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On April 3, 1973, Motorola engineer Marty Cooper made the first mobile phone call on a portable cell phone, with rival firm Bell Laboratories focusing on car phones. The commercial version of Cooper’s cellphone was released 11 years later and was expensive at the time, however a director at the Mobile Phone Museum now claims it was technologically limited. Cooper revealed his hopes for AI selecting appropriate apps for users’ phones and phones monitoring their health for the future.
Today (April 3) is the anniversary of the invention of the mobile phone: the first call was made in New York 50 years ago
On April 3, 1973, Marty Cooper stood on Sixth Avenue in New York holding a telephone directory. Then he punched one of the numbers into a large cream-colored device and held it to his ear. Passers-by stared at him in surprise, they did not know that it was the inventor of the mobile phone, and it was at that moment that he made the first call in history on this device, reports the BBC.
Cooper, an engineer at Motorola, then called a colleague at rival Bell Laboratories. And he triumphantly announced that he was calling from a “personal, portable, portable cell phone.”
He remembers that there was silence on the other end of the line.
“I think he gritted his teeth,” the 94-year-old says with a laugh.
According to him, Bell Laboratories focused on the development of a car phone.
“Can you believe it? We have been locked in our homes and offices with this copper wire for over 100 years. And now they were going to lock us in our cars!” the engineer is outraged.
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Cooper and Motorola believed that the future of fully portable phones, and they were right.
How the world’s first mobile phone worked
The basis of the work of that first phone and modern models is the same. The phone converts your voice into an electrical signal that modulates a radio wave. The radio wave goes up. The tower transmits this signal to the person you call, and the phone turns it into a voice again. Of course, there were far fewer towers 50 years ago.
Modern mobile phones, however, are unrecognizable compared to that first Motorola model.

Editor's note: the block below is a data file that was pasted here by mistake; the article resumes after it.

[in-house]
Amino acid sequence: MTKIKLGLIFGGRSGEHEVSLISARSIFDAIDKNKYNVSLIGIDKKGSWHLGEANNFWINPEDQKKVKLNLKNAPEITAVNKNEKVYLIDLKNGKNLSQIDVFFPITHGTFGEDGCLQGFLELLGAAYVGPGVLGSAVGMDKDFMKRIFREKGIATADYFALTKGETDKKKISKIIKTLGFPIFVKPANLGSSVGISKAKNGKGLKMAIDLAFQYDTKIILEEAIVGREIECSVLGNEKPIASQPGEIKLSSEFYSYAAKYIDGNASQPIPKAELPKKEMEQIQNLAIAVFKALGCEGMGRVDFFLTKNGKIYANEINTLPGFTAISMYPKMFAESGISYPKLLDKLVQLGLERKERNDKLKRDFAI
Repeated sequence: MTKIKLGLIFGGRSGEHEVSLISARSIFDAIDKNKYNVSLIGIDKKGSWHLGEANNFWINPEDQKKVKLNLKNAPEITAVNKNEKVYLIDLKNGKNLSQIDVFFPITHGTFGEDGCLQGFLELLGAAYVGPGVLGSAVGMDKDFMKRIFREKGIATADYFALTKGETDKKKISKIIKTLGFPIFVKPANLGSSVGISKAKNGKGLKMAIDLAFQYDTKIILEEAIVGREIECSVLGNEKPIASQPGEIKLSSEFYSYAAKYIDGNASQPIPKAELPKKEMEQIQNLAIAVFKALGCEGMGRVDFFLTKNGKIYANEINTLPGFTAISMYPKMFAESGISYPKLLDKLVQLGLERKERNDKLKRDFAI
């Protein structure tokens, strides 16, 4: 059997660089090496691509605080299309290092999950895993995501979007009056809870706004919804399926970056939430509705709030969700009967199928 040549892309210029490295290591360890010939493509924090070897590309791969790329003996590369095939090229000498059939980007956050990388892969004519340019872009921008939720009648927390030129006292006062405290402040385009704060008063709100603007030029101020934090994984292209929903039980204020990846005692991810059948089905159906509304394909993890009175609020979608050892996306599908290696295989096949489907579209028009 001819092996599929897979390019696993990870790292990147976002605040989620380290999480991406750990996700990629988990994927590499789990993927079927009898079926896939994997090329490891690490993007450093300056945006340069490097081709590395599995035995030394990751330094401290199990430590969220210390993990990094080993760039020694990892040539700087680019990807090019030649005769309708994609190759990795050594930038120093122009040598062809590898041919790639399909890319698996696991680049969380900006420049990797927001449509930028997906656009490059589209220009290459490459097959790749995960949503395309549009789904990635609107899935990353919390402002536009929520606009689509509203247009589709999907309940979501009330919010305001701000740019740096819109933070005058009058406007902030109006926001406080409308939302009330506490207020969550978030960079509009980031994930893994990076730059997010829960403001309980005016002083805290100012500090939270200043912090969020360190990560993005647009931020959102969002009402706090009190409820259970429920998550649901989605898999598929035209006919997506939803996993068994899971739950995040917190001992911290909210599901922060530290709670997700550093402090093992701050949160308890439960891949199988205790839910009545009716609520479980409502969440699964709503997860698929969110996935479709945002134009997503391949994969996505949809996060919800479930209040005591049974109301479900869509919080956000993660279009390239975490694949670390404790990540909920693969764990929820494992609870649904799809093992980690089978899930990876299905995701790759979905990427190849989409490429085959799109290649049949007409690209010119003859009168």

The commercial version of Marty Cooper’s prototype, the Motorola Dynatac 8000X, was released 11 years after that first call, in 1984. According to Ben Wood, director of the Mobile Phone Museum, today its cost is equivalent to $11,700. It was a very expensive thing, despite the limited functions.
“Basically, it was just dialing and calling,” Wood explains. “There were no messages, no cameras. Thirty minutes of talk time, 10 hours of battery charging and a 15cm antenna on top.”
It weighed 790g, almost four times as much as the iPhone 14 (172g).
However, Cooper is still not impressed with the design of modern phones.
He admits he never expected phones to one day become portable “supercomputers” with cameras and Internet access. Nevertheless, in modern models, he does not like everything.
“I think that today’s phone is suboptimal. It’s really not a very good phone in many ways,” he says. “Just think. You take a flat piece of plastic and glass and apply it to the crook of your head. You hold your hand in an uncomfortable position. And when you want to do all the amazing things it can do, you have to download the app first.”
He believes that in the future, artificial intelligence will either create or select applications for phone owners depending on their individual needs. And that one day the device will monitor our health, maximize our productivity and improve life immeasurably.
At one point, he even suggested that they could help eliminate wars.
“A cell phone won’t do it by itself,” he admits. “But it will be a central part of this great future.”
Cooper notes that phones have come a long way in 50 years, but that’s just the beginning: “We’re still at the very beginning of the cell phone revolution.”
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